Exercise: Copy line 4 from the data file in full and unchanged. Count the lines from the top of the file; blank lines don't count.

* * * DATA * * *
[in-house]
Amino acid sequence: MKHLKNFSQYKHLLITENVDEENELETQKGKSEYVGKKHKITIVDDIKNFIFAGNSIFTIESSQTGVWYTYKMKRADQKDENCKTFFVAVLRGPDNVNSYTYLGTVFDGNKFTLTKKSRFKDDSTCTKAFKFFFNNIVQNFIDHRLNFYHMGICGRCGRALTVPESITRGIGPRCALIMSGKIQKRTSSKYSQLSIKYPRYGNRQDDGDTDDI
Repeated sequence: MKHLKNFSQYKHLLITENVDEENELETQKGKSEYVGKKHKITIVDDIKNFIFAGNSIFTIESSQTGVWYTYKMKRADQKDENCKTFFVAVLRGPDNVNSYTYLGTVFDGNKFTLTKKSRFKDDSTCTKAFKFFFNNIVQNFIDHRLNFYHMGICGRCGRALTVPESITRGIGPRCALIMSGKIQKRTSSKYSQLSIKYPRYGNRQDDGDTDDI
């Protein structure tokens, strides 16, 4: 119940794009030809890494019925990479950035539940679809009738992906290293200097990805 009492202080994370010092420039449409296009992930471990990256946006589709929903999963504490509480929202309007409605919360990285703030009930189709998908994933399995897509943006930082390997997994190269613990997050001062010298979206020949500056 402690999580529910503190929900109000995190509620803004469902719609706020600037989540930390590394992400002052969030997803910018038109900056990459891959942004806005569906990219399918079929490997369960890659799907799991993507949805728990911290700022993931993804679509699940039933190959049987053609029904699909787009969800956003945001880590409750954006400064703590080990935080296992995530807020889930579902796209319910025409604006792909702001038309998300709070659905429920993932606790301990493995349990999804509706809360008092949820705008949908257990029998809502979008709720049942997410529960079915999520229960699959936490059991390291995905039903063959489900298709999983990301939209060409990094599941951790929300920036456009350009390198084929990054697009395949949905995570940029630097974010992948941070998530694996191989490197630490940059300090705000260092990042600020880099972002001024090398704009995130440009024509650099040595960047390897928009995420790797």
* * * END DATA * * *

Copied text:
């Protein structure tokens, strides 16, 4: 119940794009030809890494019925990479950035539940679809009738992906290293200097990805 009492202080994370010092420039449409296009992930471990990256946006589709929903999963504490509480929202309007409605919360990285703030009930189709998908994933399995897509943006930082390997997994190269613990997050001062010298979206020949500056 402690999580529910503190929900109000995190509620803004469902719609706020600037989540930390590394992400002052969030997803910018038109900056990459891959942004806005569906990219399918079929490997369960890659799907799991993507949805728990911290700022993931993804679509699940039933190959049987053609029904699909787009969800956003945001880590409750954006400064703590080990935080296992995530807020889930579902796209319910025409604006792909702001038309998300709070659905429920993932606790301990493995349990999804509706809360008092949820705008949908257990029998809502979008709720049942997410529960079915999520229960699959936490059991390291995905039903063959489900298709999983990301939209060409990094599941951790929300920036456009350009390198084929990054697009395949949905995570940029630097974010992948941070998530694996191989490197630490940059300090705000260092990042600020880099972002001024090398704009995130440009024509650099040595960047390897928009995420790797």